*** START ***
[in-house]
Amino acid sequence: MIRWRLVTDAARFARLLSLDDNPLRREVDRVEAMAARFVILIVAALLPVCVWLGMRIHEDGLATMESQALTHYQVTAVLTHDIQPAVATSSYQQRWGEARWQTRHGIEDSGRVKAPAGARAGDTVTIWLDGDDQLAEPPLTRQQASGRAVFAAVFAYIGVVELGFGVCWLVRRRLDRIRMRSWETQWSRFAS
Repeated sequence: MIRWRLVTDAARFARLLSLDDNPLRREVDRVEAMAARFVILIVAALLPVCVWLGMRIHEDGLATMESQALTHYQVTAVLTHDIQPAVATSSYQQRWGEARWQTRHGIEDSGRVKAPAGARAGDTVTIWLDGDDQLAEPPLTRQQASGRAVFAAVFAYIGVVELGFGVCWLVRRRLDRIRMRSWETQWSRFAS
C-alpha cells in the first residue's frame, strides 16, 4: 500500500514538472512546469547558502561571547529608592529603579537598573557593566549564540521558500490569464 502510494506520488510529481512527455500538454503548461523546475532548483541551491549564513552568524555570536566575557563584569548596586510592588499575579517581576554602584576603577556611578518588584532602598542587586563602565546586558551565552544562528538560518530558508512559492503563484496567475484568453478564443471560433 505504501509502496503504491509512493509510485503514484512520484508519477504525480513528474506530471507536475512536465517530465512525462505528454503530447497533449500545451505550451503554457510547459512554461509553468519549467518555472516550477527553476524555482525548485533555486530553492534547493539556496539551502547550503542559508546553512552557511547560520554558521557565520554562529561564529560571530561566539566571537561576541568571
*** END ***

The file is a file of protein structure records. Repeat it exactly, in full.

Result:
[in-house]
Amino acid sequence: MIRWRLVTDAARFARLLSLDDNPLRREVDRVEAMAARFVILIVAALLPVCVWLGMRIHEDGLATMESQALTHYQVTAVLTHDIQPAVATSSYQQRWGEARWQTRHGIEDSGRVKAPAGARAGDTVTIWLDGDDQLAEPPLTRQQASGRAVFAAVFAYIGVVELGFGVCWLVRRRLDRIRMRSWETQWSRFAS
Repeated sequence: MIRWRLVTDAARFARLLSLDDNPLRREVDRVEAMAARFVILIVAALLPVCVWLGMRIHEDGLATMESQALTHYQVTAVLTHDIQPAVATSSYQQRWGEARWQTRHGIEDSGRVKAPAGARAGDTVTIWLDGDDQLAEPPLTRQQASGRAVFAAVFAYIGVVELGFGVCWLVRRRLDRIRMRSWETQWSRFAS
C-alpha cells in the first residue's frame, strides 16, 4: 500500500514538472512546469547558502561571547529608592529603579537598573557593566549564540521558500490569464 502510494506520488510529481512527455500538454503548461523546475532548483541551491549564513552568524555570536566575557563584569548596586510592588499575579517581576554602584576603577556611578518588584532602598542587586563602565546586558551565552544562528538560518530558508512559492503563484496567475484568453478564443471560433 505504501509502496503504491509512493509510485503514484512520484508519477504525480513528474506530471507536475512536465517530465512525462505528454503530447497533449500545451505550451503554457510547459512554461509553468519549467518555472516550477527553476524555482525548485533555486530553492534547493539556496539551502547550503542559508546553512552557511547560520554558521557565520554562529561564529560571530561566539566571537561576541568571